Code view and Design view are more than just different views. They represent different ways of working. Different options appear in panels, or different commands are grayed out, depending on which view is active. In Code and Design view, when both views are visible, one or always has focusthat is, Dreamweaver considers it the active view. To give a particular portion of the Document window focus, click in that half of the window. You can also choose View > Switch Views, or Ctrl/Cmd-`, to switch between Code view and Design view, or to switch the focus from code to design in Code and Design view.
If you use Dreamweaver to create data-driven websites , Design view normally displays your pages with placeholders marking where the server will eventually insert information from a database. For instance, an online catalog page viewed in Dreamweaver will display placeholders for each catalog item's names , prices, and descriptions. Engaging Live Data view makes Dreamweaver replace these placeholders with actual information from a database, giving you a much better preview of what your page will eventually look like online. Live Data view is covered in detail in the section "How Dynamic Sites Work in Dreamweaver" in Chapter 21, "Building Dynamic Sites with Dreamweaver."
Located at the bottom of the Document window, the status bar provides a wealth of information about your page. It also enables you to access your code and panels with a quick click (see Figure 2.16).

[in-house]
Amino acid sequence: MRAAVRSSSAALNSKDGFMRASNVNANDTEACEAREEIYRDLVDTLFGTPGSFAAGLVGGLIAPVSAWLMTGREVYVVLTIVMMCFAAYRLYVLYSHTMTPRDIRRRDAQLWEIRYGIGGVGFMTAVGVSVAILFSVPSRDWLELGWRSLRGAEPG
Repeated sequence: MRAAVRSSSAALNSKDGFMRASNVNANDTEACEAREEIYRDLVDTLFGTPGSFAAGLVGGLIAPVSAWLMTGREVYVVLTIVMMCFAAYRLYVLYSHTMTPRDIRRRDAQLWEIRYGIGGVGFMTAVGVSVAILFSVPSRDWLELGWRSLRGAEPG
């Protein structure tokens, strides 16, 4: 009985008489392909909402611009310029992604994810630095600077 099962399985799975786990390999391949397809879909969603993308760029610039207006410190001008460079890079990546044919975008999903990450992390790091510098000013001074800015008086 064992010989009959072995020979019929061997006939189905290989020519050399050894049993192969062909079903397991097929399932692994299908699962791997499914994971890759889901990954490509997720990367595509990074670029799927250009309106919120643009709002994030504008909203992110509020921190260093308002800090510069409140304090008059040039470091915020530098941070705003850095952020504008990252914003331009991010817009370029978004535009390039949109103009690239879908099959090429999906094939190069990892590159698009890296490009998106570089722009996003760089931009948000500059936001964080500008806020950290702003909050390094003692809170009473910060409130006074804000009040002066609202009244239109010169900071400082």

The Window Size indicator tells you, in pixels, the current width and height of the "live" area of the Document window. (The live area is the part of the window where there's actually content, as opposed to tool-bars and status bars and other so-called "chrome" elements.) This can be important information if you're trying to design your pages to fit within common browser window sizes (and who isn't?).
The Window Size indicator reports only the size of the Design view portion of the window. If the Document window is displaying Code view, the Window Size indicator disappears. If the Document window is displaying Code and Design view, the indicator shows the size of the Design view portion of the window.
If you're working in the integrated workspace (Windows only) and have your Document window docked (maximized), the Window Size indicator shows the size of the visible portion of the window (for example, from the bottom edge of the Insert bar to the bottom of the Document window, and from the left edge of the application window to the vertical divider that begins the panel dock).